It is hard enough for teams to force a result at Edgbaston even when the sun shines continuously. This week, with the equivalent of two full days lost to rain, the weather could be legitimately blamed . But there has not always been such a ready excuse, of the last 14 matches here, 12 have ended in draws.
Warwickshire are hoping to soon complete the signing of Sreesanth, the Indian fast bowler with a Brazilian penchant for going by one name, in the hope that a player known for his explosive emotions will give their attack more fire. They need some, although the pitches here, invariably flat, would challenge any bowler.
There were fireworks here yesterday, but these were real rather than metaphorical – celebratory ones set off at some nearby gathering, just before lunch. They interrupted play briefly, in that Mal Loye, the Lancashire batsman, found them distracting enough to step away from the crease a couple of times just as Rikki Clarke was running in to bowl.
Lancashire by then were an hour into their first innings after Warwickshire had declared theirs at 403 for 8, having continued just long enough for Chris Woakes, the 20-year-old seam bowler with all-rounder potential, to notch their fifth batting bonus point with his seventh boundary.
Warwickshire have collected 32 from a possible 35 batting points at Edgbaston, failing to reach 400 only once, when Durham bowled them out for 276 and Steve Harmison took five wickets. Otherwise, bowlers have struggled and batsmen have thrived, not least among them Ian Bell, who still has hopes of taking part in his third Ashes series.
Bell's 106 in this match, his second hundred of the season, took his aggregate to 455 at Edgbaston in a total of 640 for his county so far, at an average of 80.
"He is playing very well for us," said Warwickshire's director of coaching Ashley Giles, although not well enough for Giles and his fellow England selectors to give him the nod ahead of Ravi Bopara for the No 3 slot. Bell, dropped after the First Test in Jamaica in February – paying the price for England's dismissal for 51 – has been in the squad for the opening two Tests against Australia, but only as cover.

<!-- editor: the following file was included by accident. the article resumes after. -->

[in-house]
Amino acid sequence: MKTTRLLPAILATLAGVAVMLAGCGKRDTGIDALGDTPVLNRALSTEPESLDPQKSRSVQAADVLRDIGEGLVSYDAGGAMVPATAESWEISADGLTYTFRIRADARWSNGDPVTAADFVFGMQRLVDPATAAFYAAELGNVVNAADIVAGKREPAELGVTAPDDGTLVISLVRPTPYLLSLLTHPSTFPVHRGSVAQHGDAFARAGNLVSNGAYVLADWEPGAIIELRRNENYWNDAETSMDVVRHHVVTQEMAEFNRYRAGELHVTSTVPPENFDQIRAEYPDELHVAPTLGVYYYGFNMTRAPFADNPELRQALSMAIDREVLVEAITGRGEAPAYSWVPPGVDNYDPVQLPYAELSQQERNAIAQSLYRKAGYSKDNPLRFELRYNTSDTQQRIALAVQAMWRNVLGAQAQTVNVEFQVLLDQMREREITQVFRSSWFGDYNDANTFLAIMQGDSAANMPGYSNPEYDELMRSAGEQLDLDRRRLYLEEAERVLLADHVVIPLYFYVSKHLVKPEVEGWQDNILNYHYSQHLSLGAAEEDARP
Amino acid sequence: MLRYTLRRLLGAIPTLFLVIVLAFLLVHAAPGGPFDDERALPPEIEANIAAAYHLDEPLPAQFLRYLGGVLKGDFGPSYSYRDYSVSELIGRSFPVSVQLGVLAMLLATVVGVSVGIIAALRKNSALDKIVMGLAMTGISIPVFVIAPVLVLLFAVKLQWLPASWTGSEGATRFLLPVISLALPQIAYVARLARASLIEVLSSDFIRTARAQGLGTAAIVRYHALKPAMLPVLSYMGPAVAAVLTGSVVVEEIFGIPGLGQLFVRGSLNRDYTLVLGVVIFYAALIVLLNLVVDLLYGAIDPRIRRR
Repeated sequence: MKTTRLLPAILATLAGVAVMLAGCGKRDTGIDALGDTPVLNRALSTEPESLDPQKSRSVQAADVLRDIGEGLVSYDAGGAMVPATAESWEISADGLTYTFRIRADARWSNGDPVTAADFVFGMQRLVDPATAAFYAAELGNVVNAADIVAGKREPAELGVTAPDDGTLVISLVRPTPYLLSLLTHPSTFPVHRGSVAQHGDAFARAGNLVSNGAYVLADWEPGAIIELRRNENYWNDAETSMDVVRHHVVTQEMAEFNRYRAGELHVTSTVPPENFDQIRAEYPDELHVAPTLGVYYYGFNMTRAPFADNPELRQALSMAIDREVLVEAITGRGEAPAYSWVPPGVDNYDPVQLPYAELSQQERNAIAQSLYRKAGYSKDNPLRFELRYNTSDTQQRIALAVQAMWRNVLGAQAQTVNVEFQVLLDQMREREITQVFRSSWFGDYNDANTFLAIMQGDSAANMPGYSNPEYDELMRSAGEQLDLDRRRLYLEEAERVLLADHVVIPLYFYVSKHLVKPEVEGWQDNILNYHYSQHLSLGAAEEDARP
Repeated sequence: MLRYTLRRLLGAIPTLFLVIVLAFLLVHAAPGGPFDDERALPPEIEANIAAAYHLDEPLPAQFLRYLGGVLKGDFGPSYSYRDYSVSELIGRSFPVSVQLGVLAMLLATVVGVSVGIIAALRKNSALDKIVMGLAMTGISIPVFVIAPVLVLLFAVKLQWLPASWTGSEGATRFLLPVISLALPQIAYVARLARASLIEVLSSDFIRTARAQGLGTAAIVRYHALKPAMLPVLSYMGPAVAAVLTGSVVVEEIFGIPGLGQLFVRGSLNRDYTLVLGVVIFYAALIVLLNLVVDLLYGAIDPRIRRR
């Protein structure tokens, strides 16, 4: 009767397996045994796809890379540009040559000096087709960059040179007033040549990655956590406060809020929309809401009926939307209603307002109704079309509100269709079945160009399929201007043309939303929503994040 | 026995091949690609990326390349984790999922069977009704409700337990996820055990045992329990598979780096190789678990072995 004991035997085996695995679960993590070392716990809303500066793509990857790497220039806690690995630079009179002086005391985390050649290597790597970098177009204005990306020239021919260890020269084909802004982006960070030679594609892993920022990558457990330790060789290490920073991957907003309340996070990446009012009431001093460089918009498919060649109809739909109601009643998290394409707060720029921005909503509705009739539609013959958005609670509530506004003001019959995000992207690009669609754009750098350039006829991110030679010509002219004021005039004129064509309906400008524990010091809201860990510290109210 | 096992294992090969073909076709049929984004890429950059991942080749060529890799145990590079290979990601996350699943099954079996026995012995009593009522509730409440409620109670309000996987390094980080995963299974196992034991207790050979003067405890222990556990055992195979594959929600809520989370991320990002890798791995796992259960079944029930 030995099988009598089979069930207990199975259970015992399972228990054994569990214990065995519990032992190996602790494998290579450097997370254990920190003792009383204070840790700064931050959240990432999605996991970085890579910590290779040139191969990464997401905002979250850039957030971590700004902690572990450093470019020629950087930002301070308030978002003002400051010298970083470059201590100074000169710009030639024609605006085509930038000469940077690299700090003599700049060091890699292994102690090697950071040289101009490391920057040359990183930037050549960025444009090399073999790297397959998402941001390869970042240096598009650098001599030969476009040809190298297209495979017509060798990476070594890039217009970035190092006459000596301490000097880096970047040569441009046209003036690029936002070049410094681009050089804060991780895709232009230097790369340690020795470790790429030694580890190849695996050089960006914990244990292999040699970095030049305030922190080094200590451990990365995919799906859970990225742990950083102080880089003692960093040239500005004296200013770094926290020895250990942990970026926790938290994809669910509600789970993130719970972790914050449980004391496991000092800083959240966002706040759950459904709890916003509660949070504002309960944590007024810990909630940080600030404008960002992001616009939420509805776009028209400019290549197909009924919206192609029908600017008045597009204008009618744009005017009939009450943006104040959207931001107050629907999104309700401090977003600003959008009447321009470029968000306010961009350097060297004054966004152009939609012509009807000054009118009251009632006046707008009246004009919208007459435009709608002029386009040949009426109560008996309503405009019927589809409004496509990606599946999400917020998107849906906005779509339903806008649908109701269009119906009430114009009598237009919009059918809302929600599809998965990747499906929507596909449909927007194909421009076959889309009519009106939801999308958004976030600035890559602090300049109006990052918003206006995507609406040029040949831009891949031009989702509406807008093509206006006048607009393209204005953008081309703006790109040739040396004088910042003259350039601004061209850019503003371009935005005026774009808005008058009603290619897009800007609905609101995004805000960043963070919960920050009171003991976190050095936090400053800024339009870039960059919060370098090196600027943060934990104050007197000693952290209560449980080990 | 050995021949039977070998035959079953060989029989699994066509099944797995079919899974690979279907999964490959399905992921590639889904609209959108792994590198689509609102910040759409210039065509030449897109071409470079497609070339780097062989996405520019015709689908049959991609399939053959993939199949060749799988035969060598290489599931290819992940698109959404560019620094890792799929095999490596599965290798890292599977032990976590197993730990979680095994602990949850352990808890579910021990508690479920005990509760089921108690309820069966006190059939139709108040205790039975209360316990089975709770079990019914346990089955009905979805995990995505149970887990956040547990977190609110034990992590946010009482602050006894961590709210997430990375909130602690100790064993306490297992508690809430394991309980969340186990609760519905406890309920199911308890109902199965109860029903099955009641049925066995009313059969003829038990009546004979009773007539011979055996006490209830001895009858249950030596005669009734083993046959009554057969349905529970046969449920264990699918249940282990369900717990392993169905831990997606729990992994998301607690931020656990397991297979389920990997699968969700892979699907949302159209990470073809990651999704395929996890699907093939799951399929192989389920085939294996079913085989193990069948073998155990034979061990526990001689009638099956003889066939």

"Ian is doing everything he can do to make sure he is next in line," Giles added, "although there are other guys in front of him at the moment.
"He has been great for us. It is hard for any player when they get left out and naturally you go through a couple of weeks that you find quite tough, but he has settled back with us pretty well. He has been an excellent example to the others here, a model citizen, an excellent senior player. He gives a lot to the club.
"You could only tell in a Test match if he were at the top of his form but he is playing with a lot of confidence. All he can do is bide his time and be ready to take the opportunity, if it comes along."
Lancashire could use a Bell or two. Of their current squad, no batsman has a first-class century this season. Scoring runs has been a problem for them for a while and it is just as well their bowling attack has been as effective as the champions, Durham. Only once in their last 29 Championship matches, spanning almost two years, have they gained maximum batting points.
They had to settle for three yesterday, with a draw the only realistic outcome on one of those days when an argument for scrapping bonus points altogether might win enthusiastic support. As entertainment, it was a non-event, played out before isolated pockets of spectators. It was a wonder that anyone thought it worth watching.
As it was, the pursuit of points kept it going almost the full distance. Lancashire, for whom Mark Chilton made 85 and François du Plessis 79, might have pulled out once they had limped past 300 but stubbornly continued, although the only beneficiaries were Warwickshire, who picked up maximum bowling points as seamer Naqaash Tahir finished with 4 for 55 and Ant Botha, the spinner, with 4 for 86.